2. Sweating sickness. Topical question. The only royal association I'm aware of, is that Lord Stanley used it as an excuse for not joining Richard III's army at the battle of Bosworth, thus ensuring Henry VII's victory.

Jokerang282 karma

Is there a specific castle/historic location that's your favorite to visit? If so, why?

AskEnglishHeritage433 karma

I have a lot of favourites, but for now I'll say Canterbury, as a perfect English historic town, with one of the finest cathedrals, and our own St Augustine's Abbey.

slapdash57207 karma

What is one of your favorite stories related to a property under your care?

AskEnglishHeritage279 karma

Sir Walter Scott inspired to write his great novel Ivanhoe having seen Conisbrough Castle, while on a journey north on the Great North Road.

Catch22ismybible148 karma

I saw Alan Rufus mentioned in this post as one of the richest people who ever lived. Is he a significant person in English history and how did he get to be so rich? I would assume the kings of England were richer.

AskEnglishHeritage213 karma

Alan Rufus. Alan the Red, Count of Brittany, was given the Lordship of Richmond by William the Conqueror, and began Richmond Castle. He was certainly a wealthy landowner, but there were others who were comparably rich at the time, like Odo of Bayeux, or Robert of Mortain.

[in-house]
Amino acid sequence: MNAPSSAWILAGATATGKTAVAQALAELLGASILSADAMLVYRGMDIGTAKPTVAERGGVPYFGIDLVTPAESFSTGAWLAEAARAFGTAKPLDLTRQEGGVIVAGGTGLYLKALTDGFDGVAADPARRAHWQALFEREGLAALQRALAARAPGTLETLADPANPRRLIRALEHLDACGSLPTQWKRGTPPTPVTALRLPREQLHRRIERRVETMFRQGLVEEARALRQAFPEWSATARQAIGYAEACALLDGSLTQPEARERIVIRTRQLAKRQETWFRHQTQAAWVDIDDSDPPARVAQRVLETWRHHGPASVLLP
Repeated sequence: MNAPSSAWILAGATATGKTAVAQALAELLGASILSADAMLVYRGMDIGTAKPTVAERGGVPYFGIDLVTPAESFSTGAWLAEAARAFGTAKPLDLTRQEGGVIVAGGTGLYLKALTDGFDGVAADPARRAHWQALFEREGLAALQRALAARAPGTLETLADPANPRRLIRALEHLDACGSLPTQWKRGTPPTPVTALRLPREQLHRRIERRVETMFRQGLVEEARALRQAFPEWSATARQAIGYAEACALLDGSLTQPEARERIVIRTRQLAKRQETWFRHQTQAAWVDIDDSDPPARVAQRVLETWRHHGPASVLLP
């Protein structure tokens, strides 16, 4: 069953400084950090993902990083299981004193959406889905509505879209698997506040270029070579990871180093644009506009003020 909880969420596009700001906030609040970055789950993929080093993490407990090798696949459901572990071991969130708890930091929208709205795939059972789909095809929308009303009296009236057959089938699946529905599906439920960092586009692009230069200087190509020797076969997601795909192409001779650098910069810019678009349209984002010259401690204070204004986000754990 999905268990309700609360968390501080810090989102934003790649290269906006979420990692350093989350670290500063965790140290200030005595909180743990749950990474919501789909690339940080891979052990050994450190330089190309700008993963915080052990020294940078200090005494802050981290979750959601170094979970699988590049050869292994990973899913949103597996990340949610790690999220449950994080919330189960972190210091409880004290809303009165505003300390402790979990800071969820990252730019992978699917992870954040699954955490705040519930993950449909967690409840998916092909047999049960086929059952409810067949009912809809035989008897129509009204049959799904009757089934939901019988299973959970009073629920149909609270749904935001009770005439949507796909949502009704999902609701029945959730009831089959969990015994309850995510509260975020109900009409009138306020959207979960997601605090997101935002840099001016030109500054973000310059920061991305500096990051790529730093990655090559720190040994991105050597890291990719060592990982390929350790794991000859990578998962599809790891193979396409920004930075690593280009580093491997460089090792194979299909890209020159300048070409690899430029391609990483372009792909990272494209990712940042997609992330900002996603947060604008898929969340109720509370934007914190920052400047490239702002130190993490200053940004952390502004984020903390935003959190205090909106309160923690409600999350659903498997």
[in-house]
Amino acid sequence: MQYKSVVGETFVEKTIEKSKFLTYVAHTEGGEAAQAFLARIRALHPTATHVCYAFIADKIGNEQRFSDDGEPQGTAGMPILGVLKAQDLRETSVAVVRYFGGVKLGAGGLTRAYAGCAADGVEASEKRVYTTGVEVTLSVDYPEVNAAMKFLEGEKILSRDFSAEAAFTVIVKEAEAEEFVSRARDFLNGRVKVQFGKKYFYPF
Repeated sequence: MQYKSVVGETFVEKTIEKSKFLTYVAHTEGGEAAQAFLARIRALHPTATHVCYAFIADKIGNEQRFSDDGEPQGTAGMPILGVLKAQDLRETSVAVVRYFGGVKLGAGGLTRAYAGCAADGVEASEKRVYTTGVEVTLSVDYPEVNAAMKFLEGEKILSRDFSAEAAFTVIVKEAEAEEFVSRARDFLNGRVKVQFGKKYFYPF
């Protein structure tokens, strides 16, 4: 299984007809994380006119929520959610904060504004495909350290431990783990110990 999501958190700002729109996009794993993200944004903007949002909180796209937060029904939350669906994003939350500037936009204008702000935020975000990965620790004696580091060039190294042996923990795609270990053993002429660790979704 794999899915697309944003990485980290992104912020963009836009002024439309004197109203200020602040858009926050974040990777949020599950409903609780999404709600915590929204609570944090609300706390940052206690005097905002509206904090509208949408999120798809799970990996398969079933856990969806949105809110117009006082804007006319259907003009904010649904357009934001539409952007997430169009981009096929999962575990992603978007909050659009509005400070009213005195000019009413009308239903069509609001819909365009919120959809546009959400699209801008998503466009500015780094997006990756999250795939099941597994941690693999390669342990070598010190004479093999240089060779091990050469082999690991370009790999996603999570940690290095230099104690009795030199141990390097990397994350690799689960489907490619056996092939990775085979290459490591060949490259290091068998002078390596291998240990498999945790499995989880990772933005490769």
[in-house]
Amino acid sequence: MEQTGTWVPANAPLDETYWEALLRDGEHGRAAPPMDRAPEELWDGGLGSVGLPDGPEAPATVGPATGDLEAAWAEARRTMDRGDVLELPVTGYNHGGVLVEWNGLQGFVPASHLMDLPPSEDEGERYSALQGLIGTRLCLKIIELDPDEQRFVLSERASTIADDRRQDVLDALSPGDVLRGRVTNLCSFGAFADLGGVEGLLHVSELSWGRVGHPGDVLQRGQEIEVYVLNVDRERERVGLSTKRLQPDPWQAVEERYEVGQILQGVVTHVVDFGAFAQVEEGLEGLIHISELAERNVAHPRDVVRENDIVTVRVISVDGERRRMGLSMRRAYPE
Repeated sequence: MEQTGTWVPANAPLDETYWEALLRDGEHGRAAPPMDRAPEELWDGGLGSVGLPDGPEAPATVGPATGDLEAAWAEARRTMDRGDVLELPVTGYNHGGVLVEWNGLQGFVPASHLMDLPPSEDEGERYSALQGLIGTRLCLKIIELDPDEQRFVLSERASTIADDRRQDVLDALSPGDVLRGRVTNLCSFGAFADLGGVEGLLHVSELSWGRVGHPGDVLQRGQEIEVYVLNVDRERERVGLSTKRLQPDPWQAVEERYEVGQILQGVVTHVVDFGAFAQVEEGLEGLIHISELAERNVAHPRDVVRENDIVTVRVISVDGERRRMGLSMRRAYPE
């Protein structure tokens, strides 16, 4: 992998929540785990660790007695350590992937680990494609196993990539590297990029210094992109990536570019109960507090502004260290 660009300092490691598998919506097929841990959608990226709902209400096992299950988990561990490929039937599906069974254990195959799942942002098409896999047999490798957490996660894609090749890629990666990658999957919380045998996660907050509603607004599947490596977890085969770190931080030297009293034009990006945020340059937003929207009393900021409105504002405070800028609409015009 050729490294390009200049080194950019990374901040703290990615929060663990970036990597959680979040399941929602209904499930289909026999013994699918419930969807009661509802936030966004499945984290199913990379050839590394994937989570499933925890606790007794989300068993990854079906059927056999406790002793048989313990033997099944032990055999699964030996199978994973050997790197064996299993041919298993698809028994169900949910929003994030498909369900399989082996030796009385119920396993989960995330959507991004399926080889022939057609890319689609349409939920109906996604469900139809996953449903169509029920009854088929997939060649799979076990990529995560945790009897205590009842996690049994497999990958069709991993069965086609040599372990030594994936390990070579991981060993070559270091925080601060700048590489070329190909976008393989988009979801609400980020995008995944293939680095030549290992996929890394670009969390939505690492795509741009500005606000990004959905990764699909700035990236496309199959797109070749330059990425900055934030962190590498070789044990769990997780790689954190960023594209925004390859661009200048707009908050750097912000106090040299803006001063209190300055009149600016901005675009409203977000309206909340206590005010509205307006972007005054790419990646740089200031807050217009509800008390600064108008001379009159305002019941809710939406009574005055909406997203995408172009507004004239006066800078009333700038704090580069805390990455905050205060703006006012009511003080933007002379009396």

Odell_Strangehams139 karma

Any thoughts on the 700th anniversary of the Declaration of Arbroath and what it meant at the time?

AskEnglishHeritage183 karma

Thank you for reminding us of this important anniversary. The declaration asserted the antiquity of the kingdom of Scotland, and rejected English claims of overlordship. English acceptance of the legal equality of the two kingdoms was established when James VI of Scotland succeeded to the throne of England.

RogerCabot136 karma

Why is there such importance placed on current monarchs when the blood line has been diluted so much?

And what would happen if next in line was born with Down Syndrome or another big disability?

AskEnglishHeritage233 karma

Most genealogical lines of descent are 'diluted' by marriage, but that is probably just as well. The Ptolemies of Egypt sometimes married their siblings, and the 17C Spanish Habsburgs married cousins - and that didn't turn out so well for them... If there was ever a disabled heir to the throne, I expect they would reign, but there would be a Regency, as when George III became ill.

sandra_nz132 karma

Which monarch would you most like to invite to a dinner party and why?

AskEnglishHeritage246 karma

I think George IV would be the most fun, and would certainly have enjoyed his food the most. We could talk art and architecture. Plus he loved the novels of Jane Austen and Walter Scott. Nice man. Gets a bad rap.